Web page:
This has been a dramatic year for Informatica, a major provider of data integration software. In August it was acquired and taken private by Permira funds and Canada Pension Plan Investment Board for about US$5.3 billion. This change was accompanied by shifts in its management. CEO Sohaib Abbasi became chairman and now has left, and many executives were replaced while Anil Chakravathy became CEO from being the Chief Product Officer. The new owners appear to have shifted the company’s strategic priorities to emphasize profitability with reduced headcount and return on the purchase investment. Despite these changes, during the past six months Informatica has made key product announcements that will impact its future and the future of data management.
Topics: Big Data, Data Quality, Master Data Management, MDM, Operational Performance Management (OPM), Cloud Computing, Data Integration, Data Management, Data Preparation, Governance, Risk & Compliance (GRC), Informatica, Information Management, Business Performance Management (BPM), Information Optimization, Risk & Compliance (GRC)
Organizations today create and collect data at ever faster rates, and this introduces challenges in ensuring that data is not just managed but used in a consistent manner for a range of operational and analytic tasks. This is made more difficult by new data sources whose definitions vary from standard and widely used formats. Making all information available and consistent is essential to support business processes and decision-making. A key technology tool for this effort is master data management (MDM). Every business area needs MDM, whether it deals with customers, products, employees, finance or others individually or collectively in what is called multidomain MDM. It is an essential tool for data governance across an organization, which has become a focal point for improvement as many organizations spend significant time in data-related tasks. Our benchmark research on information optimization shows that preparing data for analysis (47%) and reviewing data for quality and consistency issues (45%) are the two information tasks that consume the most time. Properly used MDM enables data stewards and other IT professionals to improve the consistency and quality of departmental and enterprise data.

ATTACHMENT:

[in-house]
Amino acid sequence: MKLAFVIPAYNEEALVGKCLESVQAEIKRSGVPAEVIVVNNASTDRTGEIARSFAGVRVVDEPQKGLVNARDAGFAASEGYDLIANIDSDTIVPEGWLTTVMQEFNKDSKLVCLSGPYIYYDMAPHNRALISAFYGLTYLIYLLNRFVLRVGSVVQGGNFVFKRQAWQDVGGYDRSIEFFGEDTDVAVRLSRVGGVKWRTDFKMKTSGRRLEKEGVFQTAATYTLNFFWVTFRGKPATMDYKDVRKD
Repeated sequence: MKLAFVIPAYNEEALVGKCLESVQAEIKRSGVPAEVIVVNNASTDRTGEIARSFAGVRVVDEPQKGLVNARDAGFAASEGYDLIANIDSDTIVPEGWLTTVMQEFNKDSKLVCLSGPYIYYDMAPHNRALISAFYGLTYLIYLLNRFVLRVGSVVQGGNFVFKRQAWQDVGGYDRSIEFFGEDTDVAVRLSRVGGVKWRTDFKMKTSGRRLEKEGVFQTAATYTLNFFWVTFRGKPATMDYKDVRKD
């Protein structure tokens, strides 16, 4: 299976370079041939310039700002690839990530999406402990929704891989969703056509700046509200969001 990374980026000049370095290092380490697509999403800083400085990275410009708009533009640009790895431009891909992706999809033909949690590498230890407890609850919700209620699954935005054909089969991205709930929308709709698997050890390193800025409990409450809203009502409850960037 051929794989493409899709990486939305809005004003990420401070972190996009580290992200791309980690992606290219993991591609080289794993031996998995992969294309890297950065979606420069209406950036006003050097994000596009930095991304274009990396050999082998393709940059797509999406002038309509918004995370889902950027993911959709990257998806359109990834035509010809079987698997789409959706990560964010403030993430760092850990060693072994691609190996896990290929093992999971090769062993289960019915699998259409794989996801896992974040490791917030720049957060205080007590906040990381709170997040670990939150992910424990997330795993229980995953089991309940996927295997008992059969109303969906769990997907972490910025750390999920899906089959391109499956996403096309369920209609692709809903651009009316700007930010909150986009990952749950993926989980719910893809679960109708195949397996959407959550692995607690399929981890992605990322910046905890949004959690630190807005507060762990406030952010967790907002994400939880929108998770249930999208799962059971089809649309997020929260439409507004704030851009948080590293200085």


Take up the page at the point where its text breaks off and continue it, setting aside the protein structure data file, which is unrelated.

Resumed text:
Topics: Data Quality, Master Data Management, Sales Performance, Social Media, Supply Chain Performance, Golden Records., MDM, Operational Performance, Business Analytics, Business Performance, Cloud Computing, Customer & Contact Center, Data Management, Financial Performance, Information Applications, Information Management, Workforce Performance
When applying information technology to drive better business performance, companies and the systems integrators that assist them often underestimate the importance of organizing data management around processes. For example, companies that do not execute their quote-to-cash cycle as an end-to-end process often experience a related set of issues in their sales, marketing, operations, accounting and finance functions that stem from entering the same data into multiple systems. The inability to automate passing of data from one functional group to the next forces people to spend time re-entering data and leads to fragmented and disconnected data stores. The absence of a single authoritative data source also creates conflicts about whose numbers are “right.” Even when the actual figures recorded are identical, discrepancies can crop up because of issues in synchronization and data definition. Lacking an authoritative source, organizations may need to check for and resolve errors and inconsistencies between systems to ensure, for example, that what customers purchased was what they received and were billed for. The negative impact of this lack of automation is multiplied when transactions are complex or involve contracts for recurring services.